A Pattern For Writers? (Safety note: No spiders included)


The web, then, or the pattern: a web at once sensuous and logical, an elegant and pregnant texture: that is style, that is for the foundation of the art of literature.

So wrote Robert Louis Stevenson (1850-94) in The Art of WritingYou can download the full text in various formats at this link.

Anyway I’ve taken the liberty of adding a visual aid to go with the quote so we writers can be absolutely clear about what we are supposed to be aiming for.

Actually for me this image says more about the snaggled webs that are my thought processes – all sorts of knotty, misshapen bits, unwanted intrusions, and many dropped stitches. Oh yes, and also fog-bound. And if you look at the photo with X-ray eyes you will just make out a more finely woven web overlapping the larger web – their centres more or less aligned in the upper third of the image.  I’m good at doing that too – getting two separate works mixed up with each other so they are impossible to pull apart. So today, you can tell, the writing has not been going well – all hitched up and back-to-front, and too many projects stitched in one.

But as I said – it’s something to aim for – this sensuous, logical web. And the ‘do-over’ is ever an option. Time to unravel the messy bits then, re-string the loom and get weaving. And to all fellow writers out there – may your threads remain untangled and the elegant and pregnant texture be with you.

P.S. I always find myself fascinated by the fact that Robert Louis Stevenson was a rebel writer, broken away (in the face of domineering paternal ambition) from a dynasty of obsessive compulsive, but oh so intrepid, and brilliant lighthouse builders. I feel this may tell us something important about his work.


This web is also for Jude at The Earth Laughs In Flowers because she says she likes webs. She is looking for macro and close-up garden photos this month.

Wenlock: “A Rip Van Winkle Kind Of Place”





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A Rip Van Winkle kind of place – that’s how Shropshire writer Mary Webb described Much Wenlock around a century ago. It was the home town of her teenage years, and the place where I now live and indeed have known for much of my life. Even when we lived in Africa we would visit Wenlock whenever we were on ‘home leave’. We had friends who drew us, and finally led us to settle here on our return to England.

And once we had arrived, we soon found that many of our neighbours, pitched up from far-flung places themselves, had also lived and worked all over Africa. I was therefore only briefly surprised to find that Henry Morton Stanley had once been in Wenlock, staying as a house guest of the Milnes Gaskells, the local gentry who once lived in the old Prior’s House and owned the ruins of Wenlock Priory from which the town had grown up throughout the Middle Ages.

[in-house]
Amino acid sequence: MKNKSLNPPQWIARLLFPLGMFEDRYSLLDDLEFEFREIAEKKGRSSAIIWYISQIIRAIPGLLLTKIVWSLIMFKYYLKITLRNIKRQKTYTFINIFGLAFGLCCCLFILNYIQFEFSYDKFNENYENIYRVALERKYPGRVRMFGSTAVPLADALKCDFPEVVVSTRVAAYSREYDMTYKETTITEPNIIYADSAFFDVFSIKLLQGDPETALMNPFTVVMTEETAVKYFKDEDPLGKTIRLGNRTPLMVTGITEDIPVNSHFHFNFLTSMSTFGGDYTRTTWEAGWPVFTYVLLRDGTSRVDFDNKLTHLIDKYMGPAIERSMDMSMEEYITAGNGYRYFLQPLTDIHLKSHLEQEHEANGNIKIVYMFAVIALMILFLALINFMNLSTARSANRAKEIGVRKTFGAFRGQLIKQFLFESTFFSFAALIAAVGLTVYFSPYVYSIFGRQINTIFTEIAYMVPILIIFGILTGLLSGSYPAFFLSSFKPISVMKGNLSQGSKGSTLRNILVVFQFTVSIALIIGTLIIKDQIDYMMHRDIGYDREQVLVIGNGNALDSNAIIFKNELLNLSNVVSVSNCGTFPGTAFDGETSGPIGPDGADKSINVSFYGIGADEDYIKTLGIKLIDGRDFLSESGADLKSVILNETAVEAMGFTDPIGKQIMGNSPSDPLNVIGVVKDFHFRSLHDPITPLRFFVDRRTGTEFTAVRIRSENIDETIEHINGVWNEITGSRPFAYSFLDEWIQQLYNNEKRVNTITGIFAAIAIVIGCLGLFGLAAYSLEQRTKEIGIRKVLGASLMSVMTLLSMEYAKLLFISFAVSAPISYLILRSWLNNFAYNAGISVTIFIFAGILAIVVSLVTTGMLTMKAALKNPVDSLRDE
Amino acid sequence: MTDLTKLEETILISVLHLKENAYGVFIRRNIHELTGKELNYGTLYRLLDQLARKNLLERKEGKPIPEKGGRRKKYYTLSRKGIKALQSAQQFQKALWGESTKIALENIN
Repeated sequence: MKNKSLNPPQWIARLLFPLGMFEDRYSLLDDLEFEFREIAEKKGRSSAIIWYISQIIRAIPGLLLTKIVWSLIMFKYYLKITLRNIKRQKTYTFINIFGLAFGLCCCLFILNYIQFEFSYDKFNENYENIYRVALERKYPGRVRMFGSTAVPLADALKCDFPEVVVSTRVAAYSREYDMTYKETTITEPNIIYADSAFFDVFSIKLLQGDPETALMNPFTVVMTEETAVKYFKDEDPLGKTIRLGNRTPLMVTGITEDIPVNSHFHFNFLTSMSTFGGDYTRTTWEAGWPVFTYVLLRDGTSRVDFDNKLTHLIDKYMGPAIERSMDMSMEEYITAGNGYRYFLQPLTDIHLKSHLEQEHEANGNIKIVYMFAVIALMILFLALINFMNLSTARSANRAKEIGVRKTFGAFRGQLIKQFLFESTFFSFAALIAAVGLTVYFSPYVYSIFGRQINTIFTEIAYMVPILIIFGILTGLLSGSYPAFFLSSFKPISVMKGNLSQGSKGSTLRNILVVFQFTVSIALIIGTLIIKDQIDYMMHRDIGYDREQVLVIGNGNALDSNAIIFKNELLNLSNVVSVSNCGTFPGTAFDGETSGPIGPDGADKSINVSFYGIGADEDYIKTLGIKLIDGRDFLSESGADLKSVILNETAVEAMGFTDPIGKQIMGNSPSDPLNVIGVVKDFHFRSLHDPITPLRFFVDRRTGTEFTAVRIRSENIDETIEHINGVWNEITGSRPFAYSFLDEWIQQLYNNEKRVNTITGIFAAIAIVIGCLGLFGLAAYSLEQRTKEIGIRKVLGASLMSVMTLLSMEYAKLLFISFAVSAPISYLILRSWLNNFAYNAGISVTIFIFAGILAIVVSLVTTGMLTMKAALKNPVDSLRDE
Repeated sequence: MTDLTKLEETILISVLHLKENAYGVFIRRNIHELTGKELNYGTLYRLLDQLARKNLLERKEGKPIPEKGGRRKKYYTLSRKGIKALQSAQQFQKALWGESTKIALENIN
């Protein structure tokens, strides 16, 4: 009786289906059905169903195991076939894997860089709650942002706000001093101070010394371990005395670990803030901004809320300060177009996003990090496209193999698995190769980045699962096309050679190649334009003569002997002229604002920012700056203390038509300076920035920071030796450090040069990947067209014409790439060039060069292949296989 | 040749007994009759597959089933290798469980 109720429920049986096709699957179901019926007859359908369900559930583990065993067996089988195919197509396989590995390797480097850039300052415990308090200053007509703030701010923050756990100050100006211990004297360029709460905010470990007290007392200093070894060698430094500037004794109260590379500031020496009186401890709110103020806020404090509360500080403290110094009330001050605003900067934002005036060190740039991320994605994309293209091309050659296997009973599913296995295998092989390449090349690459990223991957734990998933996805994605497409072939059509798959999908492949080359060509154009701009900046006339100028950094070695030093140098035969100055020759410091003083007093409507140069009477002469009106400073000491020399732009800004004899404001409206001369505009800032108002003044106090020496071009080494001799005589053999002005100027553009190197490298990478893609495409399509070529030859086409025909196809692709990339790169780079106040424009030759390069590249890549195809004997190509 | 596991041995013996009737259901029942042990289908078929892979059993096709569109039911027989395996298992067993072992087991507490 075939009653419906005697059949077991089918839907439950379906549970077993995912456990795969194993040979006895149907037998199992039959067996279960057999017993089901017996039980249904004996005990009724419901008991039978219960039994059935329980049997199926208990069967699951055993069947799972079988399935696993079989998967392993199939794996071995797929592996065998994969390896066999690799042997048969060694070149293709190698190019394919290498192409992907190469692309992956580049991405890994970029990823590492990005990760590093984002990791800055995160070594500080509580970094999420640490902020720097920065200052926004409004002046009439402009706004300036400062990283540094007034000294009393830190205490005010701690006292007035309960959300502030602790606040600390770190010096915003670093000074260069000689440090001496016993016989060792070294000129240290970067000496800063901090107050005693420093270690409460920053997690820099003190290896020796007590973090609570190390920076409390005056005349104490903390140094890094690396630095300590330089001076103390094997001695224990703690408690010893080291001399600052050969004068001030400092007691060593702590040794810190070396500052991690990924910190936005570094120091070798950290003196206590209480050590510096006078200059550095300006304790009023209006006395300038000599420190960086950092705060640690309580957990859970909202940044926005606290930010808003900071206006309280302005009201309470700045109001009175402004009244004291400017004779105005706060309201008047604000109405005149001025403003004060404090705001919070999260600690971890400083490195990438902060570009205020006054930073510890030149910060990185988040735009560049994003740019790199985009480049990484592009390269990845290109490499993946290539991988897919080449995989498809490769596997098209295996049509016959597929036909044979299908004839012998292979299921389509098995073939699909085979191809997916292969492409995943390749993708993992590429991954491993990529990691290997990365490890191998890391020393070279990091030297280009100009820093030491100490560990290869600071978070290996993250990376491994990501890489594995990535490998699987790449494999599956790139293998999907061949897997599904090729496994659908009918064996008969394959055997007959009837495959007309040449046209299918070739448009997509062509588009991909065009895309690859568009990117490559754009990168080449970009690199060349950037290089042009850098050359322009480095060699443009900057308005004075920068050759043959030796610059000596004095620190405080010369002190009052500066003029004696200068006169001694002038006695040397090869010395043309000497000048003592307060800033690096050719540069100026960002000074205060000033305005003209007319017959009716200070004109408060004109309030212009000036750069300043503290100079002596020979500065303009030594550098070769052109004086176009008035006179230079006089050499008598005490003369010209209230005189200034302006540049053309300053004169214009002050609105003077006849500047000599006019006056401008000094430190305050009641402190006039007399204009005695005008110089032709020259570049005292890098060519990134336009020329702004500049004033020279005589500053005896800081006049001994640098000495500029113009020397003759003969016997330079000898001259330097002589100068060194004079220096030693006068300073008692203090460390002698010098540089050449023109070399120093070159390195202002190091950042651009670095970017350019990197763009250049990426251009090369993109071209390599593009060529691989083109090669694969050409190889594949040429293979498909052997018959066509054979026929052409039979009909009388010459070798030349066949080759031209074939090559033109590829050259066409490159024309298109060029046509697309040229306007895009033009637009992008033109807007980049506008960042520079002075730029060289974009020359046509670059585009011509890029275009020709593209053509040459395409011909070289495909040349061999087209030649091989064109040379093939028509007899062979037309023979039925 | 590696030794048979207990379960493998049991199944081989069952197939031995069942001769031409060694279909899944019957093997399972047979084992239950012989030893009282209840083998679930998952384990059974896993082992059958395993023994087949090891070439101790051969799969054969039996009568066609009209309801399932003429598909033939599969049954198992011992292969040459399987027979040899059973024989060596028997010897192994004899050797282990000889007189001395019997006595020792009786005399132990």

Stanley is not a man I admire, although his brute tenacity is certainly impressive. We also have him to thank for selling the idea of the Congo to another brute of a man, King Leopold II of Belgium, a circumstance from which that Central African state has probably yet to recover.

Still, I won’t go into that now, but I do have a mind’s eye image of Stanley sitting up on Wenlock Edge (the Milnes Gaskells took all their guests there), and picture him scanning the Shropshire plains below as he contemplated the writing of In Darkest Africa.

The landscape that spread before him, with its distant ranges of Welsh hills, could well have reminded  him of that continent. I have seen such vistas in East Africa. But he was a man who ever took his darkness with him. And this makes me wonder. What might our grim legacy have been, in PR terms that is, if he had written of ‘darkest Shropshire’; would the tainted words still be sticking to us today?

It’s a rhetorical question obviously. And I mention all these dark tones and undercurrents only as counterpoint to the  quaint, quiet images above. Much Wenlock definitely has ‘chocolate box image’ tendencies in its now gentrified, ancient streets. I find it good to remember, once in a while, that all is not necessarily what it seems.


This post was inspired by Paula’s Black & White Sunday Challenge: ‘surreptitious photography’. It is a fascinating theme. The role of surreptitious photographer is something I rather relish, but rarely put into practice. I have a feeling that in this Rip Van Winkle place it risks becoming an obsessive pursuit and, as a writer, I already have enough of those.

But please visit Paula at the link above and be inspired by her photographs. There’s still time to take part. Also check in HERE to see her gallery of  slide shows of all participating photographers’ work. It’s a real treat.

copyright 2016 Tish Farrell

Lions before the storm